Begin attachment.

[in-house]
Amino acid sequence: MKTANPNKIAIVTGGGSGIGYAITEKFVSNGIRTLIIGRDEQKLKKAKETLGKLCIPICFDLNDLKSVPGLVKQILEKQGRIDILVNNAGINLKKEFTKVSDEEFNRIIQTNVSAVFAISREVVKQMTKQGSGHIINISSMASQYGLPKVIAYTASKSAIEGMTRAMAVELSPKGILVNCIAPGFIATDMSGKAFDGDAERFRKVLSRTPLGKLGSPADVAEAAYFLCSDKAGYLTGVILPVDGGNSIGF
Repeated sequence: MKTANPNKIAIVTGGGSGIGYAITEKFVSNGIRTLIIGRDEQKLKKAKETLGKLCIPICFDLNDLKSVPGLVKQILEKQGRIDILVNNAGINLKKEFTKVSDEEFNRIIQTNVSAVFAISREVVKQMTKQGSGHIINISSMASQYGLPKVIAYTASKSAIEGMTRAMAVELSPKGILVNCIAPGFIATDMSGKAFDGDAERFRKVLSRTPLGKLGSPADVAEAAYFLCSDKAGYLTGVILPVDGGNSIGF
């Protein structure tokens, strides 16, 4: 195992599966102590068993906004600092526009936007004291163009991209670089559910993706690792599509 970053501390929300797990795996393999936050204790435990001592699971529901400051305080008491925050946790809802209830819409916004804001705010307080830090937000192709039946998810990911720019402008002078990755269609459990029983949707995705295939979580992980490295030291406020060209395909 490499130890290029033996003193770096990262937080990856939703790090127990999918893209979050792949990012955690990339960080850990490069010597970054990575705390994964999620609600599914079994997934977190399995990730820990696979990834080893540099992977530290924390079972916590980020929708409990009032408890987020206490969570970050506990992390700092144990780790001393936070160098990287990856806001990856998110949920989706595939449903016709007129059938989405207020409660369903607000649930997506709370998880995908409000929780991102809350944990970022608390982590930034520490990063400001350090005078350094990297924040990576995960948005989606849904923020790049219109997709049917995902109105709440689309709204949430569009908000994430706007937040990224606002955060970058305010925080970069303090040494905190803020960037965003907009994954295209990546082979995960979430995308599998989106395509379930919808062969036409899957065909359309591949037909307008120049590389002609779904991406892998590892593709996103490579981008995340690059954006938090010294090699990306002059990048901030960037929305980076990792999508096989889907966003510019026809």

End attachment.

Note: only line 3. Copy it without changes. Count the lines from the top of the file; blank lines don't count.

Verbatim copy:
Repeated sequence: MKTANPNKIAIVTGGGSGIGYAITEKFVSNGIRTLIIGRDEQKLKKAKETLGKLCIPICFDLNDLKSVPGLVKQILEKQGRIDILVNNAGINLKKEFTKVSDEEFNRIIQTNVSAVFAISREVVKQMTKQGSGHIINISSMASQYGLPKVIAYTASKSAIEGMTRAMAVELSPKGILVNCIAPGFIATDMSGKAFDGDAERFRKVLSRTPLGKLGSPADVAEAAYFLCSDKAGYLTGVILPVDGGNSIGF